I know it’s been a couple of weeks since we heard the story of “Doubting Thomas” at Mass, but I have been thinking of it quite a bit over the past few days. Mostly because I think I empathize with Thomas. And quite frankly, I think out of all the disciples, I am most like him.
Why do I think that? I think he seems to be the one with the worst luck. Imagine all of your friends are gathered—and it’s the one night you’re not with them—which just happens to be the night Jesus comes back. Figures. I’d be pretty mad. I’d tell them I’d want to see what they saw to believe it, too, because that would only be fair.
Even though I’m not a theologian, I couldn’t help but think about it this way: Could I believe that Jesus rose from the dead if I were Thomas, without seeing? Maybe. But for sure I wouldn’t trust the word of the ragtag group of men Jesus chose as his closest friends and followers.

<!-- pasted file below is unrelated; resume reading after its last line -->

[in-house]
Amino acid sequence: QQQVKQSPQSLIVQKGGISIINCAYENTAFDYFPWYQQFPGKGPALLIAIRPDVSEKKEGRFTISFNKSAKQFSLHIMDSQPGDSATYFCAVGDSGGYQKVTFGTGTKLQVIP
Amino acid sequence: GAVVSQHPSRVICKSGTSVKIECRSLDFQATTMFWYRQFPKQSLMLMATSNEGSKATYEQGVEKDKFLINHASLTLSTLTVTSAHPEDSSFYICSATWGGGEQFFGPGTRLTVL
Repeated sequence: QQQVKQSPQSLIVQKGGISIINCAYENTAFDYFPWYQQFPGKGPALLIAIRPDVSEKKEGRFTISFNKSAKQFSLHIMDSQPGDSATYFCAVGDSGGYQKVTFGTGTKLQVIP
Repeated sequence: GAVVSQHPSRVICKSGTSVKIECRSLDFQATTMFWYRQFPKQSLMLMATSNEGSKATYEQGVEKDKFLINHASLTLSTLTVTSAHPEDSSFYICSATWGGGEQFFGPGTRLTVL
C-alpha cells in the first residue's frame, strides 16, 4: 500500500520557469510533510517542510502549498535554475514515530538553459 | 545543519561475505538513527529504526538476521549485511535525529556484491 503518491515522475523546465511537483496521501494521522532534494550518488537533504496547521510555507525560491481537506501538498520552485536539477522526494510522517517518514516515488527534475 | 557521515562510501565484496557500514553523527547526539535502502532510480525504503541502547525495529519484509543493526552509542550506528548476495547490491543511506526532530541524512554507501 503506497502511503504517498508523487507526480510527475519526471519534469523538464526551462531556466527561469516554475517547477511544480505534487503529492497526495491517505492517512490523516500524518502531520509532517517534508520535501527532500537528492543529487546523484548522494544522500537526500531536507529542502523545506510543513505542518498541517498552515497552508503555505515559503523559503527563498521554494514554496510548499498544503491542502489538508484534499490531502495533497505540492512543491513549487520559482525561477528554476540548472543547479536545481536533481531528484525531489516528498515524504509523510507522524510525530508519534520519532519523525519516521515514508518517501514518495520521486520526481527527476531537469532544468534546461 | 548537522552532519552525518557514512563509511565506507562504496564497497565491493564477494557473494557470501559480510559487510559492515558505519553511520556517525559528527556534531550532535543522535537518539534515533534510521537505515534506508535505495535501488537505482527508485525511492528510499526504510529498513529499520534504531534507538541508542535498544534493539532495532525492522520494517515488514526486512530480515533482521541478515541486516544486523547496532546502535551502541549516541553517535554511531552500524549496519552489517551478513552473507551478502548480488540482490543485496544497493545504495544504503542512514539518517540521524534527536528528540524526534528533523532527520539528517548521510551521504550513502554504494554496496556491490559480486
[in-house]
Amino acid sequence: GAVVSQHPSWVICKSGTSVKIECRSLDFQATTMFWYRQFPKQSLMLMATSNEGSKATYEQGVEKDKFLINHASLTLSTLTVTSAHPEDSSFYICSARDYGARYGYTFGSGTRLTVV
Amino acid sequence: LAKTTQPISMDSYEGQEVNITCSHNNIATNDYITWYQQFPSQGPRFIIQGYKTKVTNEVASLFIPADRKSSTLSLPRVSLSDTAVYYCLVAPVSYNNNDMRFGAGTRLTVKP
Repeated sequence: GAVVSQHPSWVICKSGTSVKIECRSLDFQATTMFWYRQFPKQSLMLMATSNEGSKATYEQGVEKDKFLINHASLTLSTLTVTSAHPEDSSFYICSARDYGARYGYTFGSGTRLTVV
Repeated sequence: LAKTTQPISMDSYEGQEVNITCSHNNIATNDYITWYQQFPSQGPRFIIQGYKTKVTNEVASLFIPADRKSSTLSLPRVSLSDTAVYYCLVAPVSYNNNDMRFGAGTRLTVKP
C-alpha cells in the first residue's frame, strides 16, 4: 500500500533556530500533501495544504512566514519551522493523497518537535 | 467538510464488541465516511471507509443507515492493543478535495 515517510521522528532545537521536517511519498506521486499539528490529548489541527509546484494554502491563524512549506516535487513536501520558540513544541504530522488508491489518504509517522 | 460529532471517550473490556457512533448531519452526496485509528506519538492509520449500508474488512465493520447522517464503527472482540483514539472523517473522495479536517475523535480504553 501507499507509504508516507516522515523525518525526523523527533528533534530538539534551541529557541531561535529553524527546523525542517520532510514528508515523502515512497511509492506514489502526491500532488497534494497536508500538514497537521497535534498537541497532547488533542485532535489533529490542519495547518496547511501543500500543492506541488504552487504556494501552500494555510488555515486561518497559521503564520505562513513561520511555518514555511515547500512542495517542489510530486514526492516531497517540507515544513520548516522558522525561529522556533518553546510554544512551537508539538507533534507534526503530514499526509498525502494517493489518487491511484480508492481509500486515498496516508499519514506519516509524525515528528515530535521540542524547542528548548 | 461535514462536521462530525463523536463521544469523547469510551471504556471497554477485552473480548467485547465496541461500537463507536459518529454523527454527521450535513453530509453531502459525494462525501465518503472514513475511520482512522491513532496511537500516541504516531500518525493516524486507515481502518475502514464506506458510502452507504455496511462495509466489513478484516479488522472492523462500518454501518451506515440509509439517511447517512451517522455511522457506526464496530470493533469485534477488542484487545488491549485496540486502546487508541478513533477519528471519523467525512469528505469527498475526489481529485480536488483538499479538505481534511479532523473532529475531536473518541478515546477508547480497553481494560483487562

In my own life I realized how often I don’t trust people when what they say has to do with something outside of my own admittedly limited experiences. For instance, I have a friend who can do complex math problems in their head. I didn’t believe them until I saw them do one with my own eyes. I know it’s a silly example, but it goes to show that even with people we know and say we trust, there is always a little bit of doubt. When we haven’t experienced something, it’s hard for us to relate.
Yet, what if we didn’t need to relate more to people unlike ourselves, we just needed to trust them? I’m not talking “world peace” level trust here…I’m talking about trusting more in the people in your own circle: your friends, your family, your co-workers.
Instead of automatically putting up your guard and saying “That can’t be true,” how about taking the person for their word, hard as it may be, and believing in them.
Have you been in a situation where someone didn’t trust you? Or perhaps you didn’t trust someone else? Please share your experience as it may help someone else.